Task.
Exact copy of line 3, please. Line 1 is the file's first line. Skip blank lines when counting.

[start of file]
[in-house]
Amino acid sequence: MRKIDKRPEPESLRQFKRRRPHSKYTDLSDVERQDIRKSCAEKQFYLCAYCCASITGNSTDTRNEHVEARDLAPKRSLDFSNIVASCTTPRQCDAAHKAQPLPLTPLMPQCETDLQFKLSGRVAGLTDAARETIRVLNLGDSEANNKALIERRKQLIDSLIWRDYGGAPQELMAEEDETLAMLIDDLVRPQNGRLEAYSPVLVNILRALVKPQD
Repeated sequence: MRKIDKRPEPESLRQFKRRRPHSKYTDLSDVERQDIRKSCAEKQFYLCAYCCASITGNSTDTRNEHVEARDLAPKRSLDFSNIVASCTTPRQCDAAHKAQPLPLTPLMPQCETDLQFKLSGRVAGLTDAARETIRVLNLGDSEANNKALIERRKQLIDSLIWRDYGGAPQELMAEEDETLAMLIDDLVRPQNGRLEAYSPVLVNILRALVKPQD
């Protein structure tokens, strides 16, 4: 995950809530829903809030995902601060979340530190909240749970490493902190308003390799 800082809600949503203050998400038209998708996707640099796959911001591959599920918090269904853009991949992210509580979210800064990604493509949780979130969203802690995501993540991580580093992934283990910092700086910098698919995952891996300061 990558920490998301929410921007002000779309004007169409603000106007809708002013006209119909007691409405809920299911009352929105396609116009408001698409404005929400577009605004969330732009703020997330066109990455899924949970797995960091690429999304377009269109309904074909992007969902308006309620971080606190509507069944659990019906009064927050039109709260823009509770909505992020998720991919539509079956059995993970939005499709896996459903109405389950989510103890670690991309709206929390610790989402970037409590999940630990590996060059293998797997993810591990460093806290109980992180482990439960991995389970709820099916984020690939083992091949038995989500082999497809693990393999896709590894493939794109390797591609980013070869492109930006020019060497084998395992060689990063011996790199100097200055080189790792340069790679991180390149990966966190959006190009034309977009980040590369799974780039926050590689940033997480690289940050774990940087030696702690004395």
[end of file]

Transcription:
Repeated sequence: MRKIDKRPEPESLRQFKRRRPHSKYTDLSDVERQDIRKSCAEKQFYLCAYCCASITGNSTDTRNEHVEARDLAPKRSLDFSNIVASCTTPRQCDAAHKAQPLPLTPLMPQCETDLQFKLSGRVAGLTDAARETIRVLNLGDSEANNKALIERRKQLIDSLIWRDYGGAPQELMAEEDETLAMLIDDLVRPQNGRLEAYSPVLVNILRALVKPQD